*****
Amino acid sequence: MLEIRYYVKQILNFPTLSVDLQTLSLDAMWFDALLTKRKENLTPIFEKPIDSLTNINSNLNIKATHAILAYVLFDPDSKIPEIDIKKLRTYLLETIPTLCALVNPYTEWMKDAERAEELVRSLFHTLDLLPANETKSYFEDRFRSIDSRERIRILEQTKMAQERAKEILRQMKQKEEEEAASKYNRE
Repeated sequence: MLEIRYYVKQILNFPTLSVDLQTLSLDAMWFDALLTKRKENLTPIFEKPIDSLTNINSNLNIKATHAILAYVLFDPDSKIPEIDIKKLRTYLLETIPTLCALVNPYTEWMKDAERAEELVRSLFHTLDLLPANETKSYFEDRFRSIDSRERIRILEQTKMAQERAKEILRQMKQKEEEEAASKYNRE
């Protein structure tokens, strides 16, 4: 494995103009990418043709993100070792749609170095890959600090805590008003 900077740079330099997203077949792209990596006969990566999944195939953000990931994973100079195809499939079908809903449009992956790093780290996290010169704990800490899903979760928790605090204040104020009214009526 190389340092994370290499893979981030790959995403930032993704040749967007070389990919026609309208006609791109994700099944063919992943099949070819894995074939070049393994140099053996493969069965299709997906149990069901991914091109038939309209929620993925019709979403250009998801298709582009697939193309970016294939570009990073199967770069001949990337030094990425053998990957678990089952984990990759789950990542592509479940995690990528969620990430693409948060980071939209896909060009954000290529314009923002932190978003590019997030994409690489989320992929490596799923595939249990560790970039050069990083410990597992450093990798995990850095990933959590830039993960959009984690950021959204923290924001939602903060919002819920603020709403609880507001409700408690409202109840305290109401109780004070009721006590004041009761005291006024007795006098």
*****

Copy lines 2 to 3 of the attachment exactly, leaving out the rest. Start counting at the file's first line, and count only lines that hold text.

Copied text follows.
Repeated sequence: MLEIRYYVKQILNFPTLSVDLQTLSLDAMWFDALLTKRKENLTPIFEKPIDSLTNINSNLNIKATHAILAYVLFDPDSKIPEIDIKKLRTYLLETIPTLCALVNPYTEWMKDAERAEELVRSLFHTLDLLPANETKSYFEDRFRSIDSRERIRILEQTKMAQERAKEILRQMKQKEEEEAASKYNRE
């Protein structure tokens, strides 16, 4: 494995103009990418043709993100070792749609170095890959600090805590008003 900077740079330099997203077949792209990596006969990566999944195939953000990931994973100079195809499939079908809903449009992956790093780290996290010169704990800490899903979760928790605090204040104020009214009526 190389340092994370290499893979981030790959995403930032993704040749967007070389990919026609309208006609791109994700099944063919992943099949070819894995074939070049393994140099053996493969069965299709997906149990069901991914091109038939309209929620993925019709979403250009998801298709582009697939193309970016294939570009990073199967770069001949990337030094990425053998990957678990089952984990990759789950990542592509479940995690990528969620990430693409948060980071939209896909060009954000290529314009923002932190978003590019997030994409690489989320992929490596799923595939249990560790970039050069990083410990597992450093990798995990850095990933959590830039993960959009984690950021959204923290924001939602903060919002819920603020709403609880507001409700408690409202109840305290109401109780004070009721006590004041009761005291006024007795006098």